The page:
In-season, players receive a $25 per diem in order to feed themselves. That amount is paltry when you consider there are multiple meals to be eaten in a single day, and it’s even worse when you consider that it’s only for road games: at home, players have to fend for themselves, and given their horrid salaries, it’s real ramen, blue box mac and cheese, and value menu hours all the time. It’s not the diet of champions, and it’s certainly not going to build character despite what some lying-to-themselves former minor leaguers might have told themselves to get by. How lacking the sum really is, even outside of your having to imagine subsisting on McChickens or whatever, is shown by what other leagues do for their players. In the American Hockey League (AHL), the players are unionized, represented by the Pro Hockey Players Association. The PHPA, in collective bargaining, won the players a $75 per day per diem: about 30 years ago, in the playing days of the current executive director, Larry Landon, the AHL’s per diem for players was $25 — the same as it is in 2020 for MiLB’s players.
This explains to some degree the responses of Ty Kelly’s coaches, which was just to tell their players that hey, in their day, they only got soup. If it’s soup or that sandwich, give me the soup.
Don’t worry, though, as this all gets even worse: the Mets paid $2 million of the $57 million used to renovate this facility. The rest was taxpayer money. If taxpayers hadn’t had $55 million removed from their coffers, the Mets wouldn’t have upgraded a thing. MLB teams love spending money, so long as it isn’t their own. And that’s part of why this MLB vs. MiLB battle isn’t going to end any time soon. And the lunches, like player wages, aren’t going to improve without some major concessions… or a little bit of unionizing. As a treat.
I had some more Mookie Betts/Red Sox thoughts to get out, so I did, over at Baseball Prospectus. This one is on the subject of can’t vs. won’t, and how the language of fans and media help provide cover for teams that can do something, but would prefer to lie and say they can’t.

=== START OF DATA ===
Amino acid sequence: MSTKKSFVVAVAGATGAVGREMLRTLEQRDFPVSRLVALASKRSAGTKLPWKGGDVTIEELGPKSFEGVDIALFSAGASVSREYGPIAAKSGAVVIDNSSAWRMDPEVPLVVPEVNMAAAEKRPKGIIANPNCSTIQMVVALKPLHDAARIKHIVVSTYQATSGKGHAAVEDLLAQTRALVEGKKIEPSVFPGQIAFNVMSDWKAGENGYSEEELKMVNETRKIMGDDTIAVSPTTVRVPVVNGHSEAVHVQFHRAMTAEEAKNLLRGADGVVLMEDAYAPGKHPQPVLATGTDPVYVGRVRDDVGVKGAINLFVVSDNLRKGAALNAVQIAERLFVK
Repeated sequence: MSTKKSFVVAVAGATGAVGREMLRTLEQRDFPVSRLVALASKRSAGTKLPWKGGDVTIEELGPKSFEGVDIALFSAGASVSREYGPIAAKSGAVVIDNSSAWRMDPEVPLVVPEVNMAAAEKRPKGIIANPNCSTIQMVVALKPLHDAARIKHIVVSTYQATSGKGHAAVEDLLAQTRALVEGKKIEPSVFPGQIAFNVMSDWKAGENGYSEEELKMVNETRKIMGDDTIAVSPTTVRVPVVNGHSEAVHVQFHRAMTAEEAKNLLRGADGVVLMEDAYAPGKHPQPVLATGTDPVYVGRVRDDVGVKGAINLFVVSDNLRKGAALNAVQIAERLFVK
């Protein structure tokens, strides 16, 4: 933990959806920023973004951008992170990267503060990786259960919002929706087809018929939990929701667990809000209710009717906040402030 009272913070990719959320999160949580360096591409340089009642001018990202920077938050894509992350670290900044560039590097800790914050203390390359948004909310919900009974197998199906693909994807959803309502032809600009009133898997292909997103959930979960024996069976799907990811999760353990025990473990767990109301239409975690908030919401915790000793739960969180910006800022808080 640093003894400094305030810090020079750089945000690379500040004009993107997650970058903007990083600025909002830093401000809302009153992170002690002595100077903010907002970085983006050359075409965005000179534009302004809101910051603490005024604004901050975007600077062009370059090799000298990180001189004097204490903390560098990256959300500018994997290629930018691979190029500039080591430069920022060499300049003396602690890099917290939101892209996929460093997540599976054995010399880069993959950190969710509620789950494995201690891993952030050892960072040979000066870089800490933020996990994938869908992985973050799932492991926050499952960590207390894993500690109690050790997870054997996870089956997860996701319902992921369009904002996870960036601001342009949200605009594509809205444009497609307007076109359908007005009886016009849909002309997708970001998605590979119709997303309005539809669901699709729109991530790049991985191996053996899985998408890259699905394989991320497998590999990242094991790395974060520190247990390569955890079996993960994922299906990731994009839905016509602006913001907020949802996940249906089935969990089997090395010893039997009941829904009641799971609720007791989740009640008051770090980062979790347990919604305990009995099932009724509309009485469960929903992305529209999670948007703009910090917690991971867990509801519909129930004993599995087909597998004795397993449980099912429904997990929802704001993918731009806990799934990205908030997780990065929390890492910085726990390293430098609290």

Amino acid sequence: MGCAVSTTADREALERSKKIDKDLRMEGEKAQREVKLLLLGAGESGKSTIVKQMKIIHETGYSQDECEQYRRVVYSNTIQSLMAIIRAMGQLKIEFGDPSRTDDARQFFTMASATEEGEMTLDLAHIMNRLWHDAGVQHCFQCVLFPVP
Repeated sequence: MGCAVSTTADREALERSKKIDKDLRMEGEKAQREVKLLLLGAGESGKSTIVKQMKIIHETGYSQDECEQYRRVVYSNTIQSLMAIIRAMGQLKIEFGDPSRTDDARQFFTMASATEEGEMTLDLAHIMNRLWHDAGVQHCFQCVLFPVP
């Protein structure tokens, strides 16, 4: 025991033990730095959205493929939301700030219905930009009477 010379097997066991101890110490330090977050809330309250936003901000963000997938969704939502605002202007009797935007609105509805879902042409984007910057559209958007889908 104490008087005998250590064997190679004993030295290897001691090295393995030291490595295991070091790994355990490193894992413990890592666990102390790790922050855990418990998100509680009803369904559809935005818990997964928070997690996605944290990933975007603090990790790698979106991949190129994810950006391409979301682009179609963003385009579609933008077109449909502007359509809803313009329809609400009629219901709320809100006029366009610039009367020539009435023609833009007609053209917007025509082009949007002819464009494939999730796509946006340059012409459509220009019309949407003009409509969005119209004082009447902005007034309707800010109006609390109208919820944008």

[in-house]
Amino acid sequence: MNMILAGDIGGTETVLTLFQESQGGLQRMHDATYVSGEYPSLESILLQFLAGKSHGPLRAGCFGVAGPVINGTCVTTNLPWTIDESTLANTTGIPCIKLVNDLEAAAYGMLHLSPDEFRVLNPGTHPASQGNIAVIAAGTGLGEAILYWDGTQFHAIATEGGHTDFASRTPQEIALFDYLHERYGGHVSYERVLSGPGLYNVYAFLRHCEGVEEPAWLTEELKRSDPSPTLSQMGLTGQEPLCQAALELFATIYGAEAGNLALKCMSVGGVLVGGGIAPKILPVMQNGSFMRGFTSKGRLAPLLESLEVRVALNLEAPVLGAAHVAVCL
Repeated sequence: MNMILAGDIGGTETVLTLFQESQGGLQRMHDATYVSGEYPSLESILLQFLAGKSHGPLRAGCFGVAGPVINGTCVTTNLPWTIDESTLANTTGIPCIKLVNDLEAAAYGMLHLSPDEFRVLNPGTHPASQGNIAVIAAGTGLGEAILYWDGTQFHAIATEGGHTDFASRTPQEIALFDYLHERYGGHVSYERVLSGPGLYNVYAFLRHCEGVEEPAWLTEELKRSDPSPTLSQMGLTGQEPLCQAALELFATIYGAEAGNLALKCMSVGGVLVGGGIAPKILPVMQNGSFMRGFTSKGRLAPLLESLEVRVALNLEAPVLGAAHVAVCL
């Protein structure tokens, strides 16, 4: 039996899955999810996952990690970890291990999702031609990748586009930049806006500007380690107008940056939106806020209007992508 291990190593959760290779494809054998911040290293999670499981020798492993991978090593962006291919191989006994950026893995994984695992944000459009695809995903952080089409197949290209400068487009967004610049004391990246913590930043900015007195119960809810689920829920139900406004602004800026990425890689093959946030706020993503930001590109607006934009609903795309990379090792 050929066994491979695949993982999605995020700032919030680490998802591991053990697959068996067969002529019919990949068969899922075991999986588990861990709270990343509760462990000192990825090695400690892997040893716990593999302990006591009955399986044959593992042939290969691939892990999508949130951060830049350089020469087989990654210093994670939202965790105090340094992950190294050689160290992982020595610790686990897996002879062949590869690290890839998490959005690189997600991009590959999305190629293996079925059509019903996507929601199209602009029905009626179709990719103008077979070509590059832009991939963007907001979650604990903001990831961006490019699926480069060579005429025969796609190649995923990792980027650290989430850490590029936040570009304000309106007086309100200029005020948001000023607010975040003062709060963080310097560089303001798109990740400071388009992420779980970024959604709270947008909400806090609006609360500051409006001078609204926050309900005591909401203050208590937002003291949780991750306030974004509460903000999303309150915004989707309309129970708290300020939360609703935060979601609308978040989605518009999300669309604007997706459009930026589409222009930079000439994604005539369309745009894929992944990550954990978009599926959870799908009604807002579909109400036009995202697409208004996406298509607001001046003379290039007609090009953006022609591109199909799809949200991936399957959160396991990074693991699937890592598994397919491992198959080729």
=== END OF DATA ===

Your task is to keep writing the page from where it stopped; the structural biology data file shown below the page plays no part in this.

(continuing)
MLB’s plan to bury as much of the sign-stealing scandal as possible at every turn sure is blowing up in their face with every new reported feature on the subject. Here’s The Washington Post discussing how the Astros’ cheating was an “open secret for years,” to the point other teams in the league were helping the Nationals prepare before the World Series to counter them.
The Athletic reports that Carlos Beltrán was the ringleader among the players, as he was the veteran in the clubhouse, and the hierarchy of the clubhouse earned him a larger voice and vote on the matter. This report is a bit in contrast with the latest from Jared Diamond and the Wall Street Journal, which includes items like Alex Bregman basically showing up to the majors and almost immediately saying the Astros needed to cheat even harder.
Marwin González, now with the Twins, expressed regret for participating in the Astros’ sign-stealing, and the attention it has now drawn to his teammates in Minnesota.
MLB is proposing a new postseason format with a postseason selection show that the partner networks are dying to pay to show. I have… many thoughts on this, but I’ll save them. For now, I’ll just say that I think further lowering the barriers to postseason entry will mostly serve to further disincentivize competition: it’ll let, say, Cleveland continue with its low-effort grift without punishing them for it.
Here’s Kim McCauley, with “Dwyane Wade’s support for his daughter Zaya is an important example for queer kids and their parents”
- The XFL sure received a whole lot of material support in its second go-round. Why aren’t women sports getting the same kind of benefit-of-the-doubt financial support and backing?